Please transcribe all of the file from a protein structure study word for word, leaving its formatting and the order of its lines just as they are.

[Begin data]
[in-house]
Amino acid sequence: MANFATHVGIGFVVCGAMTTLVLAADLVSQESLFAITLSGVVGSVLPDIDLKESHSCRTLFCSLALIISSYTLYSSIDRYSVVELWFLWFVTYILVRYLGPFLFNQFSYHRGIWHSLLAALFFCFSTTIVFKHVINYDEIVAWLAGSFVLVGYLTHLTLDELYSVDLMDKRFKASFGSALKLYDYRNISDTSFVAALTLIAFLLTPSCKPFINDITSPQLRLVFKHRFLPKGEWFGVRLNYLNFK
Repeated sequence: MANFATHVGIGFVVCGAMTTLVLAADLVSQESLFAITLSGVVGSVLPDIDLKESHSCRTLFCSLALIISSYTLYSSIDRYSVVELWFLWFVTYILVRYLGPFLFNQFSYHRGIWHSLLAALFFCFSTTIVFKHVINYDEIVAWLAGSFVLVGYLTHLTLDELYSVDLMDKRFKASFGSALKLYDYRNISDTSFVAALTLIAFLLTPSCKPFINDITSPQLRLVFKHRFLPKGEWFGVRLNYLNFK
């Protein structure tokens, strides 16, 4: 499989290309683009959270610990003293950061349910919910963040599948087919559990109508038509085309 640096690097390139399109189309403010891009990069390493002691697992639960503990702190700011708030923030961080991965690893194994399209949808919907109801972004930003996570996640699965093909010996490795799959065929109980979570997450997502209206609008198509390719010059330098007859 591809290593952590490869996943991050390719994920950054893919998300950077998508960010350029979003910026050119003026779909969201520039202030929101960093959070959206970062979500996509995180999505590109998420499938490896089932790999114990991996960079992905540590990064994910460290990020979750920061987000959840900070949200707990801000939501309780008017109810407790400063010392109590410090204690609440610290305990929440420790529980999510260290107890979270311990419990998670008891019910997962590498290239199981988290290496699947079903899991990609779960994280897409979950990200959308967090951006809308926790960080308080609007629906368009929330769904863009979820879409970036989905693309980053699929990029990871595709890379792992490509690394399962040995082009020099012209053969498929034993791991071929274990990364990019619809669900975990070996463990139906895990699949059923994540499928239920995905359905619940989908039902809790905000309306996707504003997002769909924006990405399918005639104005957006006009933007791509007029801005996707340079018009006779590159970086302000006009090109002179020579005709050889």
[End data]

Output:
[in-house]
Amino acid sequence: MANFATHVGIGFVVCGAMTTLVLAADLVSQESLFAITLSGVVGSVLPDIDLKESHSCRTLFCSLALIISSYTLYSSIDRYSVVELWFLWFVTYILVRYLGPFLFNQFSYHRGIWHSLLAALFFCFSTTIVFKHVINYDEIVAWLAGSFVLVGYLTHLTLDELYSVDLMDKRFKASFGSALKLYDYRNISDTSFVAALTLIAFLLTPSCKPFINDITSPQLRLVFKHRFLPKGEWFGVRLNYLNFK
Repeated sequence: MANFATHVGIGFVVCGAMTTLVLAADLVSQESLFAITLSGVVGSVLPDIDLKESHSCRTLFCSLALIISSYTLYSSIDRYSVVELWFLWFVTYILVRYLGPFLFNQFSYHRGIWHSLLAALFFCFSTTIVFKHVINYDEIVAWLAGSFVLVGYLTHLTLDELYSVDLMDKRFKASFGSALKLYDYRNISDTSFVAALTLIAFLLTPSCKPFINDITSPQLRLVFKHRFLPKGEWFGVRLNYLNFK
């Protein structure tokens, strides 16, 4: 499989290309683009959270610990003293950061349910919910963040599948087919559990109508038509085309 640096690097390139399109189309403010891009990069390493002691697992639960503990702190700011708030923030961080991965690893194994399209949808919907109801972004930003996570996640699965093909010996490795799959065929109980979570997450997502209206609008198509390719010059330098007859 591809290593952590490869996943991050390719994920950054893919998300950077998508960010350029979003910026050119003026779909969201520039202030929101960093959070959206970062979500996509995180999505590109998420499938490896089932790999114990991996960079992905540590990064994910460290990020979750920061987000959840900070949200707990801000939501309780008017109810407790400063010392109590410090204690609440610290305990929440420790529980999510260290107890979270311990419990998670008891019910997962590498290239199981988290290496699947079903899991990609779960994280897409979950990200959308967090951006809308926790960080308080609007629906368009929330769904863009979820879409970036989905693309980053699929990029990871595709890379792992490509690394399962040995082009020099012209053969498929034993791991071929274990990364990019619809669900975990070996463990139906895990699949059923994540499928239920995905359905619940989908039902809790905000309306996707504003997002769909924006990405399918005639104005957006006009933007791509007029801005996707340079018009006779590159970086302000006009090109002179020579005709050889």